| |

Keepsake Review

Developer: Wicked Studios Publisher: The Adventure Company
Release Date: March 30, 2006 Also On: None

Ever since the release of Tomb Raider, the game industry seems to almost always be wrong when it comes to lead female characters. Such female characters are usually proportionally amazing, lack depth (being honest, guys would rather look than listen), and are usually scantily clad. While yes, it might be a college guy’s dream girl, it just isn’t realistic. I mean, I’m quite sure that many if not most gamers can get a girlfriend. Whenever I play one of these games, I feel as if these game companies must think I’m desperate. I’d like to remind the readers: I’m not. But Dreamcatcher Games is now releasing Keepsake in America. The one thing that the developers made clear was the fact that the main character, named Lydia, isn’t another Lara Croft. Keepsake was on my radar for games to play. Sadly, somewhere along the line, this adventure game loses it.

Disclosure: We may earn a commission from links on this page

The story is rather simplistic. You play as Lydia. It’s your first day of school at Dragonvale Academy, an academy for mages. You come there hoping to meet your best friend, Celeste, only to find that absolutely no one is there. Well, almost no one, except for Zak, a dragon who was transformed into a wolf. Throughout the game you have weird visions of what happened. It’s up to you and Zak to find out what happened to Celeste and the others and hopefully save the academy.

Throughout the adventure, you get to see dragons, talking trees and weird-accented merchants. There is no real sex appeal, no cursing, and no fighting (as it is a point and click adventure game). The problem is that the story is very childish. We see many blatantly clichéd statements such as “Face your fears!â€? and “I’ll never give up!â€? The game feels more like a Disney movie than something for adults. The developers could’ve explored more into the history of Dragonvale Academy as there are a few interesting tidbits of background information, and more use of magic. Playing the game, you feel as if Dragonvale Academy is just a normal school and doesn’t have anything to do with magic. I would’ve been more interested seeing goblins, flying monkeys, and all that Harry Potter stuff; that said, the atmosphere lacks uniqueness.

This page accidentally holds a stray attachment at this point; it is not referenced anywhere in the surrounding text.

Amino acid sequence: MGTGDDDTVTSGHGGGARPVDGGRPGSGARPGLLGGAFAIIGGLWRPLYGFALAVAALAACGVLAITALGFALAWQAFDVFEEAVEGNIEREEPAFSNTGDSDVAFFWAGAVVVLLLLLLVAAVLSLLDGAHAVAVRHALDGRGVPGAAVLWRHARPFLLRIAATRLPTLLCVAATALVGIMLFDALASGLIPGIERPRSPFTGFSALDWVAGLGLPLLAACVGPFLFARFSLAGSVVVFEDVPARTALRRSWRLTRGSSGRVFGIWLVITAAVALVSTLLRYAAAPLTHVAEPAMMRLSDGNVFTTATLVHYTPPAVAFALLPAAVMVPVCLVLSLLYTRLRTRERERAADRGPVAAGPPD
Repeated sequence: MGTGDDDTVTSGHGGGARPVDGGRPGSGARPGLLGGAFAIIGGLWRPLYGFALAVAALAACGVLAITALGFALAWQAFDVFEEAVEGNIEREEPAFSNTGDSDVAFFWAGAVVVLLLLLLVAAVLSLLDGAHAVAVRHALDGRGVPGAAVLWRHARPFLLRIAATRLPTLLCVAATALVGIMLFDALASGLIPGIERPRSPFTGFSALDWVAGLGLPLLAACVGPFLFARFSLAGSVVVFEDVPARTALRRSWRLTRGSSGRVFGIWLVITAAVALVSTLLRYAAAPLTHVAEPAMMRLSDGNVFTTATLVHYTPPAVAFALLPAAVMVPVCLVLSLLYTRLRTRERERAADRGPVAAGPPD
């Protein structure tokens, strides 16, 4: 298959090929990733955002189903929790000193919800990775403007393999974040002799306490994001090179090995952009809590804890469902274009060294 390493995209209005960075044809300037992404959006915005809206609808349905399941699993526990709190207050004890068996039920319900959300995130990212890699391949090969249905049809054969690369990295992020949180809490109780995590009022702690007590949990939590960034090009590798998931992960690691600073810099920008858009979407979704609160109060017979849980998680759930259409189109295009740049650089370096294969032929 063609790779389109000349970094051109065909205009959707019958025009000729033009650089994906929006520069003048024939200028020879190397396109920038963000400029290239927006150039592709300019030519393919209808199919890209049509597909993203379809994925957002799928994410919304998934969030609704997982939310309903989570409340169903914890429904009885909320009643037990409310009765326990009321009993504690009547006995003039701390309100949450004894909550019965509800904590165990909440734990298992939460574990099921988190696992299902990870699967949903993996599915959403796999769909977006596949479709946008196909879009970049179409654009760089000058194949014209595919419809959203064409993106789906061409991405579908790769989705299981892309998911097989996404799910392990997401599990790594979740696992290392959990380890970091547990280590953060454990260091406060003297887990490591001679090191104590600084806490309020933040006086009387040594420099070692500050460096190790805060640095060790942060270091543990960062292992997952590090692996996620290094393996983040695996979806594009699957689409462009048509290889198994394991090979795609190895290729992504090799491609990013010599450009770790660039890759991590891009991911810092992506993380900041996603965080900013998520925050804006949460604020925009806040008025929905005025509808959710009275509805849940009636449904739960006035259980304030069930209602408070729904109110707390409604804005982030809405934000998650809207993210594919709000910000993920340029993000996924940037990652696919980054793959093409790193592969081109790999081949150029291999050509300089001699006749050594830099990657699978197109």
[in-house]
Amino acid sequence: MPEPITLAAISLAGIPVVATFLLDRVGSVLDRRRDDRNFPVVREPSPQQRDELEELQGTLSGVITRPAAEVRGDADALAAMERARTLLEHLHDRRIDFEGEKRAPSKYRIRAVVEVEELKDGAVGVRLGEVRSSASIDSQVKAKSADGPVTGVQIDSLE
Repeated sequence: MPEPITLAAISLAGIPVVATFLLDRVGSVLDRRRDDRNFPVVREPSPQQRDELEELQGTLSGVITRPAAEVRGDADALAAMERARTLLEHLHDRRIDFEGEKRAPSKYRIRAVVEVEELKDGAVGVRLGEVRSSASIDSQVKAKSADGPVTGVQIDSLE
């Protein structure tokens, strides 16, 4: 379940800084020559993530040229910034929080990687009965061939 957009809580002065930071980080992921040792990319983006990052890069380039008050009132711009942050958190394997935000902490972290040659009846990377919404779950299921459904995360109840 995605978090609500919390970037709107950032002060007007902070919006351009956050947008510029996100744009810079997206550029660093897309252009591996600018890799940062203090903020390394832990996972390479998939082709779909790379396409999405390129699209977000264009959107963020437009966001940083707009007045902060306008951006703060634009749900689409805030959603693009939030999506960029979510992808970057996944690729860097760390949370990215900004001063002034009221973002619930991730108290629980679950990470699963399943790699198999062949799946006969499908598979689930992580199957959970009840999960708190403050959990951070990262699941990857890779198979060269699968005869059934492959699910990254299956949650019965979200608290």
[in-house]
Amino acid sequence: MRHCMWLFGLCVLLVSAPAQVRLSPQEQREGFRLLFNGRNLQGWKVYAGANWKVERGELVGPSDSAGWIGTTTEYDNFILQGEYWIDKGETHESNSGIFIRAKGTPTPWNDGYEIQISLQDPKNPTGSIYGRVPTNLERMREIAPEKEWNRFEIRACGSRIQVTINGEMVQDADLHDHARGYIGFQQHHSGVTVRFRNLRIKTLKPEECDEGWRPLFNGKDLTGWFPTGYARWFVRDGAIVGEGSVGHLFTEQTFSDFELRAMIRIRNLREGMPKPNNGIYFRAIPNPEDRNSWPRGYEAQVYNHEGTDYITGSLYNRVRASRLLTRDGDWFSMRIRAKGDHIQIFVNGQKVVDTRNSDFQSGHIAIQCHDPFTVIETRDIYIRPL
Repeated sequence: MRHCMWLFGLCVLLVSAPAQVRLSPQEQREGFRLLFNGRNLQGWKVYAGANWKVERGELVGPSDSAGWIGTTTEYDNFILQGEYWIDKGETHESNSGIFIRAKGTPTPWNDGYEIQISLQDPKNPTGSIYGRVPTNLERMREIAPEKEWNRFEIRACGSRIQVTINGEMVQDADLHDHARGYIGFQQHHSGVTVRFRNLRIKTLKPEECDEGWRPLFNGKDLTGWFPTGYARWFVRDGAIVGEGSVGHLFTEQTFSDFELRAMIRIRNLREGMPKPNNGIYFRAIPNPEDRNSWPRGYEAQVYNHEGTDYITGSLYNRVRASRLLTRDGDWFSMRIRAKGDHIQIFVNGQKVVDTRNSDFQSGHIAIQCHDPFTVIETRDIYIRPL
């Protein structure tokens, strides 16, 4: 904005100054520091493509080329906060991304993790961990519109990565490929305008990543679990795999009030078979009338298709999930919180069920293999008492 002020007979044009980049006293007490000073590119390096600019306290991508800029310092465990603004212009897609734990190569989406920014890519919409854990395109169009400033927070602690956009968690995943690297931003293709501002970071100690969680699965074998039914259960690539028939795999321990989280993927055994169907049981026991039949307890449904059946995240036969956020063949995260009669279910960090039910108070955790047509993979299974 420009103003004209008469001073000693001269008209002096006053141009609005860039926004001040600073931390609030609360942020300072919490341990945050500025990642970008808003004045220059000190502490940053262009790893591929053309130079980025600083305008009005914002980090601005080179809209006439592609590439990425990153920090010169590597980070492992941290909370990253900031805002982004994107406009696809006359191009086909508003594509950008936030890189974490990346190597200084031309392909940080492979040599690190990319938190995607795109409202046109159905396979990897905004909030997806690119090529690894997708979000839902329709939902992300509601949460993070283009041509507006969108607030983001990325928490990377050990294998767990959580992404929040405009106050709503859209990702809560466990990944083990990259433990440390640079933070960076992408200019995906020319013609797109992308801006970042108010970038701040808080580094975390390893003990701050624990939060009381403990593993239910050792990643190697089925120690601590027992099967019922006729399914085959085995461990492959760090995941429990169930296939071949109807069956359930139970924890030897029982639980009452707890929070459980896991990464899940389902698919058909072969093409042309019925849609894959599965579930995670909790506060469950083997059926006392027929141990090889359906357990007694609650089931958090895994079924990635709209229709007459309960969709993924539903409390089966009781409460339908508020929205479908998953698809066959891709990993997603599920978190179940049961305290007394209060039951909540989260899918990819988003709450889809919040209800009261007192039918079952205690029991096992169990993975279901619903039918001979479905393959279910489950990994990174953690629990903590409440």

The gameplay might be its strong suit. The intense adventure gamer can easily beat this in 8 hours, but the newbie might take up to 20 hours. The real focus was on the actual puzzles, which is a good thing. The puzzles aren’t too hard and the interface is really easy too use. The best part has to be the hint system. You can get 3 hints. The first one is just a brief suggestion of where to look to see how the puzzle works. The next one is how the puzzle works. The third one is what exactly to do. Finally, even if that doesn’t help you out, or you are just lazy, you can ask for the solution. This is godsend for a tired adventure gamer who just doesn’t want to finish a long puzzle. Looking to the dialogue, another brilliant innovation, you can pause and fast forward. While you might think this is nothing; but say if your roommate tells you to watch the three legged child on the television and you’re in the middle of a dialogue, then the pause button comes in handy. It’s easy to conclude that the actual gameplay and interface of Keepsake is great.

The graphics are top-notch. The water effects show the sun’s reflection. The grass is beautifully animated. The character models are great. The viewpoints are never cumbersome. The lighting effects are cool. And here’s the best part: It doesn’t take a great computer to run such graphics. Take that [insert pretty much every new PC game today]! The audio is just as good. I’ve heard complaints of the European version’s voice actors, and reliable sources have told me accounts that are worse than most complaints. If anything, avoid the European version. But when we look at the American version, like our fast food, it clearly is number one. The voice actors are pretty good. The soundtrack also shows a great deal of depth to it as well. It might not be as moving as say the Lord of the Rings soundtrack, but it gets the job done. Nothing is terribly out of place, but again, it seems slightly bland.

Expect 8 hours if you are an intense gamer, expect 15-25 hours if you are new; that is, assuming you don’t use the automatic solutions for absolutely every puzzle. Out of the time issue, if you are a veteran adventure gamer, I’d suggest for you not to buy it. There isn’t much replay value, as most adventure games lack this quality. While great gameplay, graphics, and audio, it suffers when it comes to the storyline. Unlike other genres where good gameplay can substitute a poor storyline (just look at the vast majority of shooters today), the adventure genre is different. The lack of a good storyline makes the game feel like a chore. Not only that, the entire atmosphere feels rather bland. It’d be a great gift for a young newcomer, but not so much for everybody else. In retrospect, the game feels like all sauce and no meat. I wanted to say “Eat that Lara Croft!â€? at the end of the game, but sadly, there isn’t too much to eat.

Graphics: 9
Sound: 8.5
Gameplay: 9
Creativity: 5
Replay Value/Game Length: 8
Final: 7.9
Written by Simon Review Guide